Whyte and Mackay relaunched Fettercairn as a Single Malt back in 2018. Four new whiskies ranging from 12, 28, 40 to a 50-Year-Old – not to mention one or two travel retail offerings – have been readily available ever since. Now I think it’s fair to say that the good folks at W and M have shied away from giving Fettercairn the spotlight. This is partially understandable when you consider that they’re also responsible for Dalmore and Jura, most whisky brands would be stretched to compete with those huge reputations!
Although there have been official bottlings in the past, they have never made it into my glass. My own experience has been limited to independent bottlings from the likes of Cadenheads and Murry Macdavid.
So, the cast has been chosen, rehearsals have taken place, and the time has come for Fettercairn to take center stage.
I’ve been hearing lots of positives. Let’s see what this is all about!
Bourbon cask led, vanilla sponge and mint with a butteriness giving the lighter notes somewhere to sit. Some fruitiness too, particularly pineapple with a nice dusting of Icing Sugar to balance.
Soft feel with occasional peaks warm of spice. Ground ginger and nutmeg passably a touch of cocoa. The pineapple is still there too, but all of the constituent parts are nicely in there place, thank you very much!
Ahhh, there are the “Bourbon cask” themed notes once more, vanilla cream with a white chocolate and very slight but far off suggestion of eucalyptus.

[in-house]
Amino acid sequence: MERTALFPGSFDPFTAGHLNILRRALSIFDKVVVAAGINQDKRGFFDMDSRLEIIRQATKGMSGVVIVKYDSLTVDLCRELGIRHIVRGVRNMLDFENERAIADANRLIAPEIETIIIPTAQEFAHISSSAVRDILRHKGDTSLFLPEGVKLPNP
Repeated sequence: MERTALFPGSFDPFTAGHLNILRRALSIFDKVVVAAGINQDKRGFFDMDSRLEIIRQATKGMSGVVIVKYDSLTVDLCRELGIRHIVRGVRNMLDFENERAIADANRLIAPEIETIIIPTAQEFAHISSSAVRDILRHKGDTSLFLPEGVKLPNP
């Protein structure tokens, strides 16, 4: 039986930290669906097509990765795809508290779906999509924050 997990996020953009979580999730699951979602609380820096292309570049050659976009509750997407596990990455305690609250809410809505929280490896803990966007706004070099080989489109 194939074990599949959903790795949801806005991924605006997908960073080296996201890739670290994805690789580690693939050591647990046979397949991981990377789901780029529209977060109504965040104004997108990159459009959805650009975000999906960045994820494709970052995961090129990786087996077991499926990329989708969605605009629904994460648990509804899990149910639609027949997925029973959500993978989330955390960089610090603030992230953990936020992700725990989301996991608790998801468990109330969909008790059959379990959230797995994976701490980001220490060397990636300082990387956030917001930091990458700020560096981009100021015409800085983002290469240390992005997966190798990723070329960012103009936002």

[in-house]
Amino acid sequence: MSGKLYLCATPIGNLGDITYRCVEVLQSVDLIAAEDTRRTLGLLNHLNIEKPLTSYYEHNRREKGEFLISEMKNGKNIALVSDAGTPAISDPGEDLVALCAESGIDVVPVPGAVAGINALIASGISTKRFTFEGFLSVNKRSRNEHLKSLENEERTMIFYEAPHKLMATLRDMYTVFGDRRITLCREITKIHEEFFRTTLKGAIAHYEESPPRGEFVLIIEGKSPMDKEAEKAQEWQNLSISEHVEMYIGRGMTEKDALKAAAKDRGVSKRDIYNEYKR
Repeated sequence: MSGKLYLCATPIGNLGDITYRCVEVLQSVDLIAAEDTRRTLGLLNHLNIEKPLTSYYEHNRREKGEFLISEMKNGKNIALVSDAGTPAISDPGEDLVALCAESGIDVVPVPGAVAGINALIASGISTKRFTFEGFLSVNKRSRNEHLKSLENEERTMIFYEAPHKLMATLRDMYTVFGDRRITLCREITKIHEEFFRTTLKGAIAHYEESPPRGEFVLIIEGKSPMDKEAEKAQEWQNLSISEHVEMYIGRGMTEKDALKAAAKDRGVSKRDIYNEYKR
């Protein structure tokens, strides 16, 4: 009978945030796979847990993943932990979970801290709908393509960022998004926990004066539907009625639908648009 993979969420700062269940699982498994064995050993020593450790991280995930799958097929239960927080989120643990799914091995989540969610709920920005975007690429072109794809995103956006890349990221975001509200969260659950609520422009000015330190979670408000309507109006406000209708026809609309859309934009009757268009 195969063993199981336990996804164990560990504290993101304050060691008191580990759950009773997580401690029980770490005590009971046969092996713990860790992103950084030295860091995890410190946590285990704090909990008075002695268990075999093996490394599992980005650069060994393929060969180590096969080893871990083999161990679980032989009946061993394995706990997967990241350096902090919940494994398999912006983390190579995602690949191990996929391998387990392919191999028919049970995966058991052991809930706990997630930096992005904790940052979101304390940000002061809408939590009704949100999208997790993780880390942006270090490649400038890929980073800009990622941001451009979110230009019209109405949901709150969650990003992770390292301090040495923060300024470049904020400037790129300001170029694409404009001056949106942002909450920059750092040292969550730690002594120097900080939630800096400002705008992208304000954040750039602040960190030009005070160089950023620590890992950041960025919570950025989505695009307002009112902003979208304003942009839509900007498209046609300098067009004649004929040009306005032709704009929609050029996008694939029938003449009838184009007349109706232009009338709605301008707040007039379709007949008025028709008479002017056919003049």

Nutty goodness, hazels and almonds to be precise, maybe 1% of said almonds are of the sugared variety. Tree bark, oats and raisins layered in honey follow. Comfortably more weight than it’s younger sibling. Very slight candied lemon zest, and Mr Pineapple is still in residence, but only for a moment at the end.
Wow, a lot fruitier than I was expecting, fresh ones initially, melon, grape and (the very welcome) pineapple. Still with a stoic underlying nttiness (more wall-nuts at this point), which is followed by well-defined Ginger sponge with black treacle and more candied lemon zest. Maybe a touch of freshly ground pepper heat for warmth.
Creamy and meadium, a smidge of the pepper heat lingers followed by those fresh fruits and the candied lemon peel.
Well, the Fettercairn peeps are off to a very solid start here. The 12-year-old is a more than passable delicate (with headlining moments) whisky in its price range, pleasant, balanced and friendly. The 24-year-old, although being unashamedly “Bigger” than the 12, by nature is a great, refined walk through a forest larder to the spice cupard, via the fruit bowl. Buy no means is it overwhelming, in fact both whiskies approach and leave you with a friendly handshake.
It’s worth pointing out that it is (understandably) quite a jump in age and price between the two, no-doubt they will have a reason for this. I’m a tad concerned that said gap could result in missing out on an important group of customers within that price range. Obviously, time will tell, and as you all know, the success of these whiskies is down to you, not me!
GO OUT AND TRY SOME!
But well done to the Team at Fettercairn, keep up the good work!